Nicknamed le loup des mers ("the sea wolf") by Napoleon, Thomas Cochrane was one of the most daring and successful naval heroes of all time. In this fascinating account of Cochrane's life, historian David Cordingly unearths startling new details about the real-life "Master and Commander", from his daring exploits against the French navy to his role in the liberation of Chile, Peru, and Brazil, and the shock exchange scandal that forced him out of England and almost ended his naval career. Drawing on previously unpublished papers, his own travels, wide reading, and the kind of original research that distinguished The Billy Ruffian, Cordingly tells the rip-roaring story of the archetypal romantic hero who conquered the seas and, in the process, defined his era.
©2007 David Cordingly; (P)2007 Tantor Media Inc.
"Cordingly...tells Cochrane's story with flair and sympathy." (Publishers Weekly)
"[Listeners] can practically smell the salt air as Cordingly re-creates the age of sail." (Kirkus)
My interests run to psychology, popular science, history, world literature, and occasionally something fun like Jasper Fforde. It seems like the only free time I have for reading these days is when I'm in the car so I am extremely grateful for audio books. I started off reading just the contemporary stuff that I was determined not to clutter up my already stuffed bookcases with. And now audio is probably 90% of my "reading" matter.
First of all, I was amazed that there was so much information available on Cochrane to put into a book. I suppose, given his exploits and his fame, there would have been plenty of accounts written up about him. As for his personal life, not so much. But in this case, it is the details of his career that are of the most interest. Cordingly does a terrific job of stringing together all his sources to produce a coherent narrative of Cochrane's career. As great a job as Cochrane did, ultimately it seems that his superiors were content to use him as a line officer. Proof once again that who you know matters more than what you do. Or maybe it's about personality. Either way, lessons abound in this book for all of us trying to find our way through our own careers. Of course, for those fans of C.S. Forrester or Patrick O'Brien, it's a great treat to read about the original character on whom they built their respective series of books.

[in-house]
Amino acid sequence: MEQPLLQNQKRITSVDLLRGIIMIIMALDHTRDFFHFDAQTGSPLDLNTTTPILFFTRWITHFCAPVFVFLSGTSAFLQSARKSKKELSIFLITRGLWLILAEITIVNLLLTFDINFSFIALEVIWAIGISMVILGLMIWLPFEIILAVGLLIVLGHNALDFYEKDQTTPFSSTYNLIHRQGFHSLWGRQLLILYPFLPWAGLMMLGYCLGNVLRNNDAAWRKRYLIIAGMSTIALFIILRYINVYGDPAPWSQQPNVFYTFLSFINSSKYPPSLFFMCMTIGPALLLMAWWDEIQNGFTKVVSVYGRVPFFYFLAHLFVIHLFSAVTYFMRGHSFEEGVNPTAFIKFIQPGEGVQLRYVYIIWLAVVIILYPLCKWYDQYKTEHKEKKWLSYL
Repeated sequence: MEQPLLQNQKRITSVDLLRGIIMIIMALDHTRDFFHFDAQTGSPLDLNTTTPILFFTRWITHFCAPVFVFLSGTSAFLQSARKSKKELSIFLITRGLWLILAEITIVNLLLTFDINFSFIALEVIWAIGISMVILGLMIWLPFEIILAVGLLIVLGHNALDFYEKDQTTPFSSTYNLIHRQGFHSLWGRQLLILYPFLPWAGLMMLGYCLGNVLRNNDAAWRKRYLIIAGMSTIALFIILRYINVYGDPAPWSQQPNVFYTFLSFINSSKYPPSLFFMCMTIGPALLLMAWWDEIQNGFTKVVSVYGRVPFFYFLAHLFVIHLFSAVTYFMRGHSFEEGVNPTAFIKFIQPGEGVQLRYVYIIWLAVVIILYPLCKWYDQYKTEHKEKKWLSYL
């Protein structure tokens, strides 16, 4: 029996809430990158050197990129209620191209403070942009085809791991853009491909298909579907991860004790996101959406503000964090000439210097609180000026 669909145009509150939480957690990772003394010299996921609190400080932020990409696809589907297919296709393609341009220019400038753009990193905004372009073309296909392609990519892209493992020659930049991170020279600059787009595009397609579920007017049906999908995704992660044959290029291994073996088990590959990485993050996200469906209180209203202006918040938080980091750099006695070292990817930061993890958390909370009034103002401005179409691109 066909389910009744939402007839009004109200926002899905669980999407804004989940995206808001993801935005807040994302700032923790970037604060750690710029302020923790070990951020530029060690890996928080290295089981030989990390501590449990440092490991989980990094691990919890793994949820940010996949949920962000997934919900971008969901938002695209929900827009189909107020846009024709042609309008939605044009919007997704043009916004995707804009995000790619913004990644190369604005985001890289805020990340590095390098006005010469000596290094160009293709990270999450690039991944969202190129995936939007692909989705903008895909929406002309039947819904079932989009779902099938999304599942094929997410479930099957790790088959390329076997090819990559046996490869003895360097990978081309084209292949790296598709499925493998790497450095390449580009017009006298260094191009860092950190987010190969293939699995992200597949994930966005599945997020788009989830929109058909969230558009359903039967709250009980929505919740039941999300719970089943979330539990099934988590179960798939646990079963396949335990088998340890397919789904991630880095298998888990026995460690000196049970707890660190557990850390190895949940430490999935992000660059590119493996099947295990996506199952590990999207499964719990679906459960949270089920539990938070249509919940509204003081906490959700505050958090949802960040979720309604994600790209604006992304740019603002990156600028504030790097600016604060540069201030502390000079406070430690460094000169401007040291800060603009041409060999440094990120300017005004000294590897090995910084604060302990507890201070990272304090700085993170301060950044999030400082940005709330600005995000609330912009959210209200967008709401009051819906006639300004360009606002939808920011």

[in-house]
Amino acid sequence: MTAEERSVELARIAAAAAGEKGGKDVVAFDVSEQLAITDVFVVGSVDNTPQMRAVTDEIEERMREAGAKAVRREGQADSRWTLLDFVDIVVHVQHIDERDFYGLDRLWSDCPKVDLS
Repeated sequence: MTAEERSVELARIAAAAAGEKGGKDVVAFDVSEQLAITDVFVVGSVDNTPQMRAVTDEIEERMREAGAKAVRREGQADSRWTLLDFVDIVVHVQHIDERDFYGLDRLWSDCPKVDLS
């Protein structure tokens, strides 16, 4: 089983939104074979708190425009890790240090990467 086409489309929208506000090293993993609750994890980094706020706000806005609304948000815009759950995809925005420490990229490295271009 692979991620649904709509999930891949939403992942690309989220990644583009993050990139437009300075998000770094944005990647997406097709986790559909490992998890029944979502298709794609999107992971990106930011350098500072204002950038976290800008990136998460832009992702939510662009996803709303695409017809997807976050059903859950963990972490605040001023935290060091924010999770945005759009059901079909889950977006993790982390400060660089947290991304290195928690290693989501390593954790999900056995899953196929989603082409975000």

Having been through the OBrian Cannon more than once and having followed Capt Aubry in many of the same adventures and missadventures as Capt Cochran it is hard not to compare what was borrowed and what went on. It is patently unfair, but the real Cochran suffers by comparison.
I love the way the narrator switched between accents (Spanish, Scottish, French) when changing POV. Very well done and a wonderful book!
Anyone who likes the Master and Commander books and the Hornblower books will love the real life adventures of this English/Scottish sailor who lived the stories of Aubrey and Hornblower.
No. The author seems to grant Lord Cochrane only limited and grudging approbation. The author expresses a "balanced" view of this giant of a man - a bit like a shopkeeper's considered opinion of a great hero. This "damning by faint praise" seems mildly distasteful to me. The subject of the book is utterly fascinating and his accomplishments beyond the reach of but a few score of individuals in human history. I liked "Cochrane: The Life and Exploits of a Fighting Captain" by Robert Harvey much better. It is also available on Audible.
Not at all - but I've been turned off from other books by Mr. Cordingly.
Good diction, his accents, a pleasant voice.
A movie about Lord Cochrane could be great fun - but not one based on this book.
This book is essentially a tedious laundry list of Lord Cochrane amazing achievements. The subject is fascinating but the author does not seem to be captivated. I liked "Cochrane: The Life and Exploits of a Fighting Captain" by Robert Harvey much better. It is also available on Audible.
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